Chief Executive Howard Stringer, CEO of Sony Corporation, was not a least bit apologetic regarding Sony’s delay in informing their at least 100 million customers in the hacker breach they faced a few weeks ago. The information of the customers in the company’s PlayStation Network were stolen by a hacker or several hackers April this year.
As a complete contradiction to the apologetic tone of the company half a month ago, when Kazuo Hirai and the rest of the senior executives bowed in apology in Tokyo; Stringer fired back on Sony’s critics who claim that the company did not act timely in notifying their customers once they found out about the hacker attack.
Stringer told the press on Tuesday that it was an unprecedented situation. He added that most of the information and security breaches are unreported by many companies; and 43% of those that do, notify within as long as a month. He said that Sony announced the breach in a week. He even challenged the critics who say his one week is too long.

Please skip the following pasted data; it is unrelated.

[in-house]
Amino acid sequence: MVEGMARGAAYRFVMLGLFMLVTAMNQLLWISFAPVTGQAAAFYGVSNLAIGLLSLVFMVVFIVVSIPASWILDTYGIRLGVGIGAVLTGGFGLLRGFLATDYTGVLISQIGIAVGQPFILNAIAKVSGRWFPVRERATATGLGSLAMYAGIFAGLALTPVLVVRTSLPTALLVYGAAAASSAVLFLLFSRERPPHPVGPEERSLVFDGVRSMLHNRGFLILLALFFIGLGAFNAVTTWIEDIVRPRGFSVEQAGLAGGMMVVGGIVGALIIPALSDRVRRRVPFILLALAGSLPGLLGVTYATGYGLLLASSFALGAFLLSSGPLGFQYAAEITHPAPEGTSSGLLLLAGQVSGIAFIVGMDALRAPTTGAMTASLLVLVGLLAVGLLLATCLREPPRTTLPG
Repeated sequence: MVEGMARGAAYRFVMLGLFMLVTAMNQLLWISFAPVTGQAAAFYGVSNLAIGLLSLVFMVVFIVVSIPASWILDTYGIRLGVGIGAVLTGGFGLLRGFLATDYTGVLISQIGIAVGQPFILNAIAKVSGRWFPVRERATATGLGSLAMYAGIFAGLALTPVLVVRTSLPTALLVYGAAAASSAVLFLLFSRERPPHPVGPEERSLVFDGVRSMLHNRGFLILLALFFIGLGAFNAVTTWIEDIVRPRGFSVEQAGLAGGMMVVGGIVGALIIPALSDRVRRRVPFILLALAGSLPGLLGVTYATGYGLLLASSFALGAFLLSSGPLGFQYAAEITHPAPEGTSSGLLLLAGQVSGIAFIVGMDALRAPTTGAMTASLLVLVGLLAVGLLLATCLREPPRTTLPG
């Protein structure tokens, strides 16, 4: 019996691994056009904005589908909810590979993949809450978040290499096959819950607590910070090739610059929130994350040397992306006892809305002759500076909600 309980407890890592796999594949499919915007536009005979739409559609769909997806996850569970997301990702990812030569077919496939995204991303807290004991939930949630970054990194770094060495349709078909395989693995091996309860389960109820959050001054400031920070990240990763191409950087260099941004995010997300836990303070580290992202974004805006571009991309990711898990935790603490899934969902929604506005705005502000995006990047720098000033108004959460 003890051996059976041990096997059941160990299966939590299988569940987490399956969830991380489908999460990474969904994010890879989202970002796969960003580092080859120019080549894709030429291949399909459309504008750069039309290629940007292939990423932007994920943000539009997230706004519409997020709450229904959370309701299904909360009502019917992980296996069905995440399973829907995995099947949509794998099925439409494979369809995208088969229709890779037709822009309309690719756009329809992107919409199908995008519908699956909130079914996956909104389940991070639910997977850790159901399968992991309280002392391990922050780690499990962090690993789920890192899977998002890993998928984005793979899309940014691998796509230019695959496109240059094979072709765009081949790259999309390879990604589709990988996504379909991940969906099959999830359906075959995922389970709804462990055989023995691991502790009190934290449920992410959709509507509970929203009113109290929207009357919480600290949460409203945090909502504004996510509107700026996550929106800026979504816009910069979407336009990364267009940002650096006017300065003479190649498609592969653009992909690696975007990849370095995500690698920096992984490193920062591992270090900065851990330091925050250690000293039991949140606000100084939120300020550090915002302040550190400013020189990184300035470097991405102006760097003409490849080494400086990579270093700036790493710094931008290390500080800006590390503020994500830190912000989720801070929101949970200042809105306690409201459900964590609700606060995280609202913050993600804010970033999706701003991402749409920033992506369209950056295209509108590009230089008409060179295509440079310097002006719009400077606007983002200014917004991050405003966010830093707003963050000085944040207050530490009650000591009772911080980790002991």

Lawmakers and a some state attorneys general have started an investigation regarding the hacker attack and the possibility of identity and credit card theft.
The hacker attack is said to be the biggest in the history of the Internet. It even prompted Sony to shut down the PlayStation Network and all other related services for nearly a month.
This attack allegedly stems from a case issued by Sony to a famous hacker George Hotz. The company sued Hotz this year for copyright infringement. Hotz is known for unlocking Apple’s iPhone. Hotz, however, denies the allegations in his blog saying he is not involved in the break-in.